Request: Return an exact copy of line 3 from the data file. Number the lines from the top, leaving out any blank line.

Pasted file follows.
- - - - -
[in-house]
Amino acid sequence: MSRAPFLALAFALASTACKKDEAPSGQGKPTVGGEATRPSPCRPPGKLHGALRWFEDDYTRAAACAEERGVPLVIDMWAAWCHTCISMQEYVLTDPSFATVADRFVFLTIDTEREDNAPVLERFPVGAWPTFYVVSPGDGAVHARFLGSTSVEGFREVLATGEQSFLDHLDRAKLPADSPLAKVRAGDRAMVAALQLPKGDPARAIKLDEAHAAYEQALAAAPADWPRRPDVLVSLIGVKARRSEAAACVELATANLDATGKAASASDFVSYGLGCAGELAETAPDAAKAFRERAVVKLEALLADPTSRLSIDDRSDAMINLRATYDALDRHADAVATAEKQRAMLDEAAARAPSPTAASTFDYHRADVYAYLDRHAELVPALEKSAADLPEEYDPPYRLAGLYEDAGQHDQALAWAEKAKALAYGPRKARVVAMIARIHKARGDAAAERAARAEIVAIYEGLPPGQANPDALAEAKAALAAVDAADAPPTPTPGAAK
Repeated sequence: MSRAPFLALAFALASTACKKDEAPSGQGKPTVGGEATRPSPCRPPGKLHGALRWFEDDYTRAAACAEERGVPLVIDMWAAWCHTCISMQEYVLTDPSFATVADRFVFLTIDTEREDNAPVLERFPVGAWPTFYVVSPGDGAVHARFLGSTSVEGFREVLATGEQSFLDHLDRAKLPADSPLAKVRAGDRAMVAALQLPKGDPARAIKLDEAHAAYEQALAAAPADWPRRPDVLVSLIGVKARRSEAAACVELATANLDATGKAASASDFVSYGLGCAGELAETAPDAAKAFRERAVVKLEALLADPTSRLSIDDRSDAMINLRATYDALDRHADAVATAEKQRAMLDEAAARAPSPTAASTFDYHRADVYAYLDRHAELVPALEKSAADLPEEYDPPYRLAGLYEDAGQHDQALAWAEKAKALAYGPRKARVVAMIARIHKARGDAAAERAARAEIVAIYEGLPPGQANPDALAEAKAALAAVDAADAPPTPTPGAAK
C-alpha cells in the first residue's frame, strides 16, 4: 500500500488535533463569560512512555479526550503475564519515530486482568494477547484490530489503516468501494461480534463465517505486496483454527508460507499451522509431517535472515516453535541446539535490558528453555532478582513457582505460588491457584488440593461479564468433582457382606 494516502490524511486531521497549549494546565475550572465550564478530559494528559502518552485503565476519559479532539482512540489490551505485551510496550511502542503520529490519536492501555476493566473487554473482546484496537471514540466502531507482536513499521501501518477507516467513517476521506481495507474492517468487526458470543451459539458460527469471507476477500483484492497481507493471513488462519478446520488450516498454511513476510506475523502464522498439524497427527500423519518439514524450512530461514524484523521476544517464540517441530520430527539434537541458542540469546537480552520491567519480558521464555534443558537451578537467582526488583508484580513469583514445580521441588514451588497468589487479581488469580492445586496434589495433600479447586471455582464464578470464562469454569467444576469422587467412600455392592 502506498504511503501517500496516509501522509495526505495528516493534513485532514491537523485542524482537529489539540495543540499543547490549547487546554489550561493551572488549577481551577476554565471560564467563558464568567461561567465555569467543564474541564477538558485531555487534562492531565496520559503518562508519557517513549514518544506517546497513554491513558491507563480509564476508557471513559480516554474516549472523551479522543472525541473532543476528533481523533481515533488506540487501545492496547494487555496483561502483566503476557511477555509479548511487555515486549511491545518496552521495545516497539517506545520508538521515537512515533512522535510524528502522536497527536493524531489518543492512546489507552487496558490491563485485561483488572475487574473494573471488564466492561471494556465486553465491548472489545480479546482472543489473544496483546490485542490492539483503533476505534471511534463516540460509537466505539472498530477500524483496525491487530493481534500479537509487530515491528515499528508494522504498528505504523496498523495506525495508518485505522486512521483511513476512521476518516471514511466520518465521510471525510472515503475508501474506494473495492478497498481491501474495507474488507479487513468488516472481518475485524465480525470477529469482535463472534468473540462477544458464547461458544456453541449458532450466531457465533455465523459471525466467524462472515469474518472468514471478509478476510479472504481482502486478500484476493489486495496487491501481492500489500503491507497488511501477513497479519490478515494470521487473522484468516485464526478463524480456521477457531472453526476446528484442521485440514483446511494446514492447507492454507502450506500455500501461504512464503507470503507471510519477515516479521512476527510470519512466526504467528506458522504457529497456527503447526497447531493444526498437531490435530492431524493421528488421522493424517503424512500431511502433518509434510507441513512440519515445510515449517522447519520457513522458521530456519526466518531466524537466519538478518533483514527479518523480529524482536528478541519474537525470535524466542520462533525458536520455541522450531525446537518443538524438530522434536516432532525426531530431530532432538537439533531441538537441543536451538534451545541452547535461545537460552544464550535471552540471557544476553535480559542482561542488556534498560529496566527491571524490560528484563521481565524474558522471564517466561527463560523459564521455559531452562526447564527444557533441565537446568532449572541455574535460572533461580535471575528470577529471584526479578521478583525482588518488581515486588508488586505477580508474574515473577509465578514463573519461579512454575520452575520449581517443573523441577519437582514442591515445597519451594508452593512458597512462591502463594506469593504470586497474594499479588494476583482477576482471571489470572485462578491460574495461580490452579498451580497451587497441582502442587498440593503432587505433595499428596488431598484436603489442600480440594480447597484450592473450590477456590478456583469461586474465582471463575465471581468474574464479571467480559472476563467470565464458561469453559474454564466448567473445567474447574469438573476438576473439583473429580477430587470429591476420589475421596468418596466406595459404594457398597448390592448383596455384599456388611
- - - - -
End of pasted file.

Repeated sequence: MSRAPFLALAFALASTACKKDEAPSGQGKPTVGGEATRPSPCRPPGKLHGALRWFEDDYTRAAACAEERGVPLVIDMWAAWCHTCISMQEYVLTDPSFATVADRFVFLTIDTEREDNAPVLERFPVGAWPTFYVVSPGDGAVHARFLGSTSVEGFREVLATGEQSFLDHLDRAKLPADSPLAKVRAGDRAMVAALQLPKGDPARAIKLDEAHAAYEQALAAAPADWPRRPDVLVSLIGVKARRSEAAACVELATANLDATGKAASASDFVSYGLGCAGELAETAPDAAKAFRERAVVKLEALLADPTSRLSIDDRSDAMINLRATYDALDRHADAVATAEKQRAMLDEAAARAPSPTAASTFDYHRADVYAYLDRHAELVPALEKSAADLPEEYDPPYRLAGLYEDAGQHDQALAWAEKAKALAYGPRKARVVAMIARIHKARGDAAAERAARAEIVAIYEGLPPGQANPDALAEAKAALAAVDAADAPPTPTPGAAK